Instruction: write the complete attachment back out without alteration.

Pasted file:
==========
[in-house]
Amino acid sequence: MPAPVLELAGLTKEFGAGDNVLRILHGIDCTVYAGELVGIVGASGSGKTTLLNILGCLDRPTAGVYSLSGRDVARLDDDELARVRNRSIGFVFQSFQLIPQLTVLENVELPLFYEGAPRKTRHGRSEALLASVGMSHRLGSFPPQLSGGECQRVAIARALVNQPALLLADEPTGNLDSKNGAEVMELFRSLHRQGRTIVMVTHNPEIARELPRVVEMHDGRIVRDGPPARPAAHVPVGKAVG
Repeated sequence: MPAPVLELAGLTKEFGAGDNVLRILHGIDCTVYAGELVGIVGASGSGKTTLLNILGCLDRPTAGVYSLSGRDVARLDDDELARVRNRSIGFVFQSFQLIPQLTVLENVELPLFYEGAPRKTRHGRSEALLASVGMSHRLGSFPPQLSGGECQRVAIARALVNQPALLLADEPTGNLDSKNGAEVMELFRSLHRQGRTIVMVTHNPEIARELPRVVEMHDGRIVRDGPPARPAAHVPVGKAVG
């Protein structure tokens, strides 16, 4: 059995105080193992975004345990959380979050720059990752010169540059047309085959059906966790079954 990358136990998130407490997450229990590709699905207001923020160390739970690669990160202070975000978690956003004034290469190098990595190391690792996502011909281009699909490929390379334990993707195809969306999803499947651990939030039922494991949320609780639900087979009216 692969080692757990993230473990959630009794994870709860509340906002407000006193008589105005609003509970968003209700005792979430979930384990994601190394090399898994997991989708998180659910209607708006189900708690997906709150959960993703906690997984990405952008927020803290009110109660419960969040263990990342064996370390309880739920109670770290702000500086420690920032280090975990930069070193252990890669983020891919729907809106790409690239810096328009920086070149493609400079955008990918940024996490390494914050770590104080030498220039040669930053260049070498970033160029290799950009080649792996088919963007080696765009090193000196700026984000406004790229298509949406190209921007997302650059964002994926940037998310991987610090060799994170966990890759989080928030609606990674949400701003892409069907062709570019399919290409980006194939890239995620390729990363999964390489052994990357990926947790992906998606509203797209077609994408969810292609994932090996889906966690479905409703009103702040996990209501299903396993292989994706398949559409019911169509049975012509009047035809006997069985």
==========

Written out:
[in-house]
Amino acid sequence: MPAPVLELAGLTKEFGAGDNVLRILHGIDCTVYAGELVGIVGASGSGKTTLLNILGCLDRPTAGVYSLSGRDVARLDDDELARVRNRSIGFVFQSFQLIPQLTVLENVELPLFYEGAPRKTRHGRSEALLASVGMSHRLGSFPPQLSGGECQRVAIARALVNQPALLLADEPTGNLDSKNGAEVMELFRSLHRQGRTIVMVTHNPEIARELPRVVEMHDGRIVRDGPPARPAAHVPVGKAVG
Repeated sequence: MPAPVLELAGLTKEFGAGDNVLRILHGIDCTVYAGELVGIVGASGSGKTTLLNILGCLDRPTAGVYSLSGRDVARLDDDELARVRNRSIGFVFQSFQLIPQLTVLENVELPLFYEGAPRKTRHGRSEALLASVGMSHRLGSFPPQLSGGECQRVAIARALVNQPALLLADEPTGNLDSKNGAEVMELFRSLHRQGRTIVMVTHNPEIARELPRVVEMHDGRIVRDGPPARPAAHVPVGKAVG
């Protein structure tokens, strides 16, 4: 059995105080193992975004345990959380979050720059990752010169540059047309085959059906966790079954 990358136990998130407490997450229990590709699905207001923020160390739970690669990160202070975000978690956003004034290469190098990595190391690792996502011909281009699909490929390379334990993707195809969306999803499947651990939030039922494991949320609780639900087979009216 692969080692757990993230473990959630009794994870709860509340906002407000006193008589105005609003509970968003209700005792979430979930384990994601190394090399898994997991989708998180659910209607708006189900708690997906709150959960993703906690997984990405952008927020803290009110109660419960969040263990990342064996370390309880739920109670770290702000500086420690920032280090975990930069070193252990890669983020891919729907809106790409690239810096328009920086070149493609400079955008990918940024996490390494914050770590104080030498220039040669930053260049070498970033160029290799950009080649792996088919963007080696765009090193000196700026984000406004790229298509949406190209921007997302650059964002994926940037998310991987610090060799994170966990890759989080928030609606990674949400701003892409069907062709570019399919290409980006194939890239995620390729990363999964390489052994990357990926947790992906998606509203797209077609994408969810292609994932090996889906966690479905409703009103702040996990209501299903396993292989994706398949559409019911169509049975012509009047035809006997069985």